She is also known for her implication and writings during "la commune" where she took position for the Versaille's assembly against the "communard", urging them to take violent action against the "rebels"
George Sand died at Nohant, near Châteauroux
Châteauroux
Châteauroux is the capital of the Indre department in central France and the second-largest town in the province of Berry, after Bourges. Its residents are called Castelroussines or Castelroussins....

, in France's Indre
Indre
Indre is a department in the center of France named after the river Indre. The inhabitants of the department are called Indriens.-History:Indre is one of the original 83 departments created during the French Revolution on March 4, 1790...

 département on 8 June 1876, at the age of 71 and was buried in the grounds of her home there. In 2004, controversial plans were suggested to move her remains to the Panthéon
Pantheon
-Mythology:* Pantheon , the set of gods belonging to a particular mythology* Pantheon * Pantheon, Rome, now a Catholic church, once a temple to the gods of ancient Rome* Any temple dedicated to an entire pantheon-Other buildings:...

 in Paris.

Writing

A liaison with the writer Jules Sandeau
Jules Sandeau
Leonard Sylvain Julien Sandeau was a French novelist.He was born at Aubusson , and was sent to Paris to study law, but spent much of his time in unruly behaviour with other students. He met George Sand, then Madame Dudevant, at Le Coudray in the house of a friend, and when she came to Paris in...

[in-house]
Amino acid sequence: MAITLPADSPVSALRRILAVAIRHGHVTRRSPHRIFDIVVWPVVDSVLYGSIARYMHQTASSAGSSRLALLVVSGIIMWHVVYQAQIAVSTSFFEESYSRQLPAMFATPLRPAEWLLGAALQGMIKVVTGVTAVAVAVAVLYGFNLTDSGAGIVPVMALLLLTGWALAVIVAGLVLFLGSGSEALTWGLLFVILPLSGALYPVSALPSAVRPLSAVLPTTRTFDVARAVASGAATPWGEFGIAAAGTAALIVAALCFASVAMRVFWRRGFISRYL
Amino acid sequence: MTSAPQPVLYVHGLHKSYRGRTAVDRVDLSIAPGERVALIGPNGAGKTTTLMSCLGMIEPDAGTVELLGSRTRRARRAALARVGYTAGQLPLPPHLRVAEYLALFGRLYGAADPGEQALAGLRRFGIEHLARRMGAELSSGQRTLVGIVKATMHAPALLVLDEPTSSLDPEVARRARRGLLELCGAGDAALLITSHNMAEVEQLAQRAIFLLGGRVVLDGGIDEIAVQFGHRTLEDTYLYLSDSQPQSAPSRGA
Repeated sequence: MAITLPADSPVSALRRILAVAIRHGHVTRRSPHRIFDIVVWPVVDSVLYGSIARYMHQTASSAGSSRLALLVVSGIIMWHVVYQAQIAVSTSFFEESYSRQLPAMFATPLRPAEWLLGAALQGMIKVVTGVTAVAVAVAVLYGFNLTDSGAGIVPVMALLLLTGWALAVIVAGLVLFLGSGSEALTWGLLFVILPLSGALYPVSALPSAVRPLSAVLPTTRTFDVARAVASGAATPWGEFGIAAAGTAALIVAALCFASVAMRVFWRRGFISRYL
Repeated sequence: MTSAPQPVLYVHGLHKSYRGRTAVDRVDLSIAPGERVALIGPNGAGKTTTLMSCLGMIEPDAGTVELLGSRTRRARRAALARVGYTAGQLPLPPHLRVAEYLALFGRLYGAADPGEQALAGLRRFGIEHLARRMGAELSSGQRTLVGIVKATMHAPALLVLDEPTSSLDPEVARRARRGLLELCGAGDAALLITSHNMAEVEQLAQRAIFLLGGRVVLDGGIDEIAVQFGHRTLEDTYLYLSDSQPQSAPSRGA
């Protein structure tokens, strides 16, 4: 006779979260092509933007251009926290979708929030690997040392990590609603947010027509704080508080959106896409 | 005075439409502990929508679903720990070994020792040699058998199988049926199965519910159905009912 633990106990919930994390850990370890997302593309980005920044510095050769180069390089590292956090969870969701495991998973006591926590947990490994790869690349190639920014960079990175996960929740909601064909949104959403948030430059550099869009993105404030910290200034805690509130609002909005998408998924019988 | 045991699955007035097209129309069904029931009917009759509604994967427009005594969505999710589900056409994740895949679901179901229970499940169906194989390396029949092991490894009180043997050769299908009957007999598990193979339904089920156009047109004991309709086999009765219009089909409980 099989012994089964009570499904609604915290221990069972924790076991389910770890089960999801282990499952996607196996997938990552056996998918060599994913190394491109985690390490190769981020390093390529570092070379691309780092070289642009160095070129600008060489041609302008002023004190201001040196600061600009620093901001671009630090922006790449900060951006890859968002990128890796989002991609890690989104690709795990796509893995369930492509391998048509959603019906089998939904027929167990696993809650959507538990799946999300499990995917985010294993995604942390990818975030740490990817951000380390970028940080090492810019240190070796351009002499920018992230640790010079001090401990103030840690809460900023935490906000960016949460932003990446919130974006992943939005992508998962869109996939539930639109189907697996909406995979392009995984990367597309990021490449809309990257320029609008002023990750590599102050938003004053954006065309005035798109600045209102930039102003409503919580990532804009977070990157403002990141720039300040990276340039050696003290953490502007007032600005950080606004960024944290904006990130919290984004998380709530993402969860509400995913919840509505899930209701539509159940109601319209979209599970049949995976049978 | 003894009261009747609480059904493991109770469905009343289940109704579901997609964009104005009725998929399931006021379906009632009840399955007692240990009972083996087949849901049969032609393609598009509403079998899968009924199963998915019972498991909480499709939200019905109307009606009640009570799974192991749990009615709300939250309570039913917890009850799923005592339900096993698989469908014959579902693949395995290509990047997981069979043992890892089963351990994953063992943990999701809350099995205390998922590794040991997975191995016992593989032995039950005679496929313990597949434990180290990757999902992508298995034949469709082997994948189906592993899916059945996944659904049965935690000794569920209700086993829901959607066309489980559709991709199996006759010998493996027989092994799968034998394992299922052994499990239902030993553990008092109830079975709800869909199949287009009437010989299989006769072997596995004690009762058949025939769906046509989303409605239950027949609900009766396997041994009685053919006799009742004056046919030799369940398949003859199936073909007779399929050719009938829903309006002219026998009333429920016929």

heralded her literary debut. They published a few stories in collaboration, signing them "Jules Sand." Her first published novel, Rose et Blanche (1831), was written in collaboration with Sandeau. She subsequently adopted, for her first independent novel, Indiana (1832), the pen name that made her famous – George Sand.

Drawing from her childhood experiences of the countryside, she wrote the rural novels La Mare au Diable (1846), François le Champi (1847–1848), La Petite Fadette
La Petite Fadette
La Petite Fadette is an 1849 novel by French novelist George Sand. Sand wrote the rural story together with Francois le Champi in the 1840s as she settled in Châteauroux from Paris. The novel was first officially published in 1900 by Henry Holt and Company...

 (1849), and Les Beaux Messieurs Bois-Doré (1857). A Winter in Majorca described the period that she and Chopin spent on that island in 1838-9. Her other novels include Indiana
Indiana (novel)
Indiana is the first novel of George Sand, published in April 1832. It was Amandine Aurore Dupin's first novel published under the pseudonym George Sand. The novel blends the conventions of romanticism, realism, and idealism. The novel is about love and marriage.The novel set partly in France,...

 (1832), Lélia (1833), Mauprat
Mauprat
Mauprat is a novel by the French novelist George Sand about love and education. It was published in serial form in April and May 1837. Like many of Sand's novels, Mauprat borrows from various fictional genres- the Gothic novel, chivalric romance, the Bildungsroman, detective fiction, and the...